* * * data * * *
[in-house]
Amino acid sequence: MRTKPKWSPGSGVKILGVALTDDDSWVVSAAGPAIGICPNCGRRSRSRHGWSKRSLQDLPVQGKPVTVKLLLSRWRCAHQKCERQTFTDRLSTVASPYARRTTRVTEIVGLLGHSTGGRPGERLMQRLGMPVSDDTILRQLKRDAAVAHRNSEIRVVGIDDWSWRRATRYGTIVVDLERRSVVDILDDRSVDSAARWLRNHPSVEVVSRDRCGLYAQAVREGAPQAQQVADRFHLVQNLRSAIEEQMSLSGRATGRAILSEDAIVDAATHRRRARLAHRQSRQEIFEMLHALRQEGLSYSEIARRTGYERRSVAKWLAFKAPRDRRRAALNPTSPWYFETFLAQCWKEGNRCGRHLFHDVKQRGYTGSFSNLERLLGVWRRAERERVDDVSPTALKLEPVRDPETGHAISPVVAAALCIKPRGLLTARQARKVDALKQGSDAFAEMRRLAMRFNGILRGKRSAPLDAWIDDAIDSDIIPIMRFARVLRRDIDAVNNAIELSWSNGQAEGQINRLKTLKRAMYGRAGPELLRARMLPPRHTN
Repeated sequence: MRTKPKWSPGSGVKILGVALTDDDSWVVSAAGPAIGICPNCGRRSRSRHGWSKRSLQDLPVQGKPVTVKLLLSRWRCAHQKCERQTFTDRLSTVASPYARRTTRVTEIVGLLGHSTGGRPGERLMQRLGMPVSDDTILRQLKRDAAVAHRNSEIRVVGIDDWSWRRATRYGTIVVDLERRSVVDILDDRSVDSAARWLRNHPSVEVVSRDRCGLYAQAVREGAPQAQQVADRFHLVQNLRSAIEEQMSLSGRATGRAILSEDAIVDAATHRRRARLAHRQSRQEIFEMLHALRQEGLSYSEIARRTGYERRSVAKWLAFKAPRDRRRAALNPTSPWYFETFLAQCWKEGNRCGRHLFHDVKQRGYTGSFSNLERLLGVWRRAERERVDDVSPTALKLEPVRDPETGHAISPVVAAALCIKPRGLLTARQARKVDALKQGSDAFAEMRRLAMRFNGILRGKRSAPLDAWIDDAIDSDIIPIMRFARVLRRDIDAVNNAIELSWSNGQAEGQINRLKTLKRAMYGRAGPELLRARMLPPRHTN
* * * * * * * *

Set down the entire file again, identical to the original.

[in-house]
Amino acid sequence: MRTKPKWSPGSGVKILGVALTDDDSWVVSAAGPAIGICPNCGRRSRSRHGWSKRSLQDLPVQGKPVTVKLLLSRWRCAHQKCERQTFTDRLSTVASPYARRTTRVTEIVGLLGHSTGGRPGERLMQRLGMPVSDDTILRQLKRDAAVAHRNSEIRVVGIDDWSWRRATRYGTIVVDLERRSVVDILDDRSVDSAARWLRNHPSVEVVSRDRCGLYAQAVREGAPQAQQVADRFHLVQNLRSAIEEQMSLSGRATGRAILSEDAIVDAATHRRRARLAHRQSRQEIFEMLHALRQEGLSYSEIARRTGYERRSVAKWLAFKAPRDRRRAALNPTSPWYFETFLAQCWKEGNRCGRHLFHDVKQRGYTGSFSNLERLLGVWRRAERERVDDVSPTALKLEPVRDPETGHAISPVVAAALCIKPRGLLTARQARKVDALKQGSDAFAEMRRLAMRFNGILRGKRSAPLDAWIDDAIDSDIIPIMRFARVLRRDIDAVNNAIELSWSNGQAEGQINRLKTLKRAMYGRAGPELLRARMLPPRHTN
Repeated sequence: MRTKPKWSPGSGVKILGVALTDDDSWVVSAAGPAIGICPNCGRRSRSRHGWSKRSLQDLPVQGKPVTVKLLLSRWRCAHQKCERQTFTDRLSTVASPYARRTTRVTEIVGLLGHSTGGRPGERLMQRLGMPVSDDTILRQLKRDAAVAHRNSEIRVVGIDDWSWRRATRYGTIVVDLERRSVVDILDDRSVDSAARWLRNHPSVEVVSRDRCGLYAQAVREGAPQAQQVADRFHLVQNLRSAIEEQMSLSGRATGRAILSEDAIVDAATHRRRARLAHRQSRQEIFEMLHALRQEGLSYSEIARRTGYERRSVAKWLAFKAPRDRRRAALNPTSPWYFETFLAQCWKEGNRCGRHLFHDVKQRGYTGSFSNLERLLGVWRRAERERVDDVSPTALKLEPVRDPETGHAISPVVAAALCIKPRGLLTARQARKVDALKQGSDAFAEMRRLAMRFNGILRGKRSAPLDAWIDDAIDSDIIPIMRFARVLRRDIDAVNNAIELSWSNGQAEGQINRLKTLKRAMYGRAGPELLRARMLPPRHTN